Tell us about your favourites and win
For tens of millions of Ukrainians, the destiny of the nation’s football team will be forged in the industrial outpost of Donetsk tonight.
Only a victory over England will keep Ukraine in a tournament the country fought so hard to host, and then keep hold of when organisational disorder threatened to ruin a European Championship party five years in the making.
They’ll need to take that fighting spirit into the Donbass Arena to avoid following co-hosts Poland out of the tournament.
“It’s the biggest match in Ukraine’s history,” Ukraine striker Andriy Voronin said. “It’s our last chance to go to the quarter-finals. We will do everything to get there. For us, it is a very important game, not just for the team but for the whole country.”
Deputy Prime Minister Boris Kolesnikov wants the country to become a yellow-and-blue patchwork today, urging the public to “support their national team and put pressure on their opponent”.
“There is no other recipe,” he said. “Each Ukrainian window must have a Ukrainian flag, and there are already lots of flags on cars.”
The team, though, is not heading in the right direction.
Opening Group D by coming from behind to beat Sweden 2-1 raised the hopes of the nation, but a demoralising 2-0 loss to France sapped the spirit of fans.
They’ll need to muster every last reserve of energy to turn the Donetsk stadium into an intimidating cauldron for the English, who could advance to the quarter-finals even if they lose.
“There’s going to be a big atmosphere and it’s something we have to deal with,” England striker Wayne Rooney said.
While Rooney is returning from suspension, the Ukrainians could be without skipper Andriy Shevchenko, who is in doubt with a knee injury.
The Dynamo Kiev striker has scored his country’s only goals in the tournament.
“He probably didn’t have the best of times at Chelsea (between 2006 and 2009) and now he’s scoring goals,” Rooney said. “If he gets a chance in the box, then more than likely he’ll take it. They were two great pieces of movement to score his goals (against Sweden), he took them really well.”
For Rooney, it’s also about containing Andriy Yarmolenko and Yevhen Konoplianka on the flanks.
“Their two main threats are Shevchenko and the two wide men,” Rooney said. “We’ve watched videos and I think if we can keep them quiet, then there’s a chance there’s spaces behind the midfield, particularly to the sides, which we can hopefully exploit.”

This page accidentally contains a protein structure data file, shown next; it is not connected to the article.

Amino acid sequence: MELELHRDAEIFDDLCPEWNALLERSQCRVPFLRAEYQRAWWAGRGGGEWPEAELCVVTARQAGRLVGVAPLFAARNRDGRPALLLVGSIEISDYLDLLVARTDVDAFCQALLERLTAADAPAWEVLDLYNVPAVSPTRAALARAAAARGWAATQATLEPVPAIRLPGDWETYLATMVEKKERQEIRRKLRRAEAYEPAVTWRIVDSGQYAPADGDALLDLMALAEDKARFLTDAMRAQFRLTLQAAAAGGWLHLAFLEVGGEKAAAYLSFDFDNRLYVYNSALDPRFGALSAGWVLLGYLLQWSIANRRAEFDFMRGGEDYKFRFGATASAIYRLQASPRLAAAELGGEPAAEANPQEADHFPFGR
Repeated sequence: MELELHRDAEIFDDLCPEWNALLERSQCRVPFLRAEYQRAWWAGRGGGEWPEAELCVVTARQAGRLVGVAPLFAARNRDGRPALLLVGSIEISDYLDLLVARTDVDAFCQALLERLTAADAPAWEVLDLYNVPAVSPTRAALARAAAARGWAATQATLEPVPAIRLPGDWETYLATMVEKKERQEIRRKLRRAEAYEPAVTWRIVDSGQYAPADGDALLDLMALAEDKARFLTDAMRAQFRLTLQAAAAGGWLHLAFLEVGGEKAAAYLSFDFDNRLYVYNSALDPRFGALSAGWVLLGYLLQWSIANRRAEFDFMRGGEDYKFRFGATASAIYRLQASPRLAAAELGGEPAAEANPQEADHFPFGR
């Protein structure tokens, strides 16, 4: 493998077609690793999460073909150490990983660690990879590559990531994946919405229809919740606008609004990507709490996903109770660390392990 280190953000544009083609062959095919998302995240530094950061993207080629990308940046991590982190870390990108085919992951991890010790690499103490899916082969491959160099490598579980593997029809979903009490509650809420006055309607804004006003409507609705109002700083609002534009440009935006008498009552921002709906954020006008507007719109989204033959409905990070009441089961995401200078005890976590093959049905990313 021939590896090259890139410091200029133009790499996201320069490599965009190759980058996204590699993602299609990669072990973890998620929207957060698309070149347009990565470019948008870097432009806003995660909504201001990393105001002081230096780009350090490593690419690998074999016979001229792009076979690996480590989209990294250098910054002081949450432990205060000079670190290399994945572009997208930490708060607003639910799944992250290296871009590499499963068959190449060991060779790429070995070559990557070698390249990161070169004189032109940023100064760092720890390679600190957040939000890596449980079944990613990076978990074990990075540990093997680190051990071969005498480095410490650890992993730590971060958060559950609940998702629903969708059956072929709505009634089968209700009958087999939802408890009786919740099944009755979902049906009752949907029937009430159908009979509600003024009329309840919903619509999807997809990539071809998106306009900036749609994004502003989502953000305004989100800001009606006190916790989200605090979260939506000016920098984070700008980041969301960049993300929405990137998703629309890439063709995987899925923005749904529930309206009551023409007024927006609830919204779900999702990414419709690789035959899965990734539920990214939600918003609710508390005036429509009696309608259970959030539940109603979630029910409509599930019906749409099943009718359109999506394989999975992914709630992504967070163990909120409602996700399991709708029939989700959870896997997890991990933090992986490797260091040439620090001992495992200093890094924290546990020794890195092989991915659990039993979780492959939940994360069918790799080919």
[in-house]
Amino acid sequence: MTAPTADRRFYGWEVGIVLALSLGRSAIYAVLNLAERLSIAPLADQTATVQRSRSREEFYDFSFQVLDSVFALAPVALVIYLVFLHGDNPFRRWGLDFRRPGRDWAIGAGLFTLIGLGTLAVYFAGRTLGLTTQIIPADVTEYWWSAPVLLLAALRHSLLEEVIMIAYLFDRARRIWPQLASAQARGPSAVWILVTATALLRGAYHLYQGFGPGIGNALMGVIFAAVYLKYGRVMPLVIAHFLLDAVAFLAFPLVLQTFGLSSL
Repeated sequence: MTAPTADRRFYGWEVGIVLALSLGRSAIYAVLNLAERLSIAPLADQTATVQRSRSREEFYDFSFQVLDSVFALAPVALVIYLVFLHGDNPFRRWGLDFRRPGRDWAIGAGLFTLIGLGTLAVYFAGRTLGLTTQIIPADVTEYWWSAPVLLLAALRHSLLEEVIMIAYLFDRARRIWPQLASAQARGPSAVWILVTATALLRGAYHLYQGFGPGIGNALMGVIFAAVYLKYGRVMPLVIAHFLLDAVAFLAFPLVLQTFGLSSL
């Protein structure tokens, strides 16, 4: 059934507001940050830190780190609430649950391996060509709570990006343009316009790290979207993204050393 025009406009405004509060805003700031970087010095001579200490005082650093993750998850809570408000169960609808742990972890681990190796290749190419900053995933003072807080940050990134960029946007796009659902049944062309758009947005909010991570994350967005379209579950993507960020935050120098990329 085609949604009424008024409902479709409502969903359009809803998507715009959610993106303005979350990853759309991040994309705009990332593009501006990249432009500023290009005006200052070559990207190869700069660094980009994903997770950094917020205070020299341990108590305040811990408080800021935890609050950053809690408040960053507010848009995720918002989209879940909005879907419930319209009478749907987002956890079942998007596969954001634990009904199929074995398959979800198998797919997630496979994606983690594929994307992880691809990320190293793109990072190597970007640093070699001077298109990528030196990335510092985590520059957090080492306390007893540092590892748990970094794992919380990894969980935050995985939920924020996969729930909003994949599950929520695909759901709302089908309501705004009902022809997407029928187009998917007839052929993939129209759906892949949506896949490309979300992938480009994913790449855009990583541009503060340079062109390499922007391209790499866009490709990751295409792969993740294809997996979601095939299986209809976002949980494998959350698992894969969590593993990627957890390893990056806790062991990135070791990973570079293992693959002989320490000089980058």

A draw would be enough to take England through to the quarter-finals, and a loss would leave them relying on a heavier French collapse to Sweden.
Confidence is high in the England camp after holding France and then beating Sweden, combined with the know- ledge that Rooney is available for selection again.
The Manchester United striker was banned by Uefa for kicking a Montenegro player in the final Euro 2012 qualifier, and he is now desperate to make an impact.
It hasn’t been easy for Rooney on the international stage, though. He has failed to score at the last two major competitions – the World Cups in 2006 and 2010. England didn’t qualify for Euro 2008.
“In international tournaments, I haven’t been good enough,” he said. “I hope I can put it right. I am not going to say I will because you never know what is going to happen. My last goal in a (major) tournament was at Euro 2004. I feel I’m a better player now and capable of more.”
Rooney could be partnering United teammate Danny Welbeck up front tonight if Liverpool striker Andy Carroll is dropped.
“We have a good understanding,” Rooney said. “I think his biggest strength is running behind defences. He is so quick. If he gets behind you, he is difficult to catch. He has got great feet and he is also capable of coming short and linking in the play which sometimes leads me to get in behind.
“There is a good rotation there. Defences don’t know which player is going to go short or long. It makes it difficult for defenders to judge.”
Unless Shevchenko is ruled out, the back four is the only area where Ukraine coach Oleg Blokhin is likely to make any changes, with central defenders Taras Mykhalyk and Yevhen Kacheridi expected to be switched for Olexandr Kucher and Yaroslav Rakitskiy.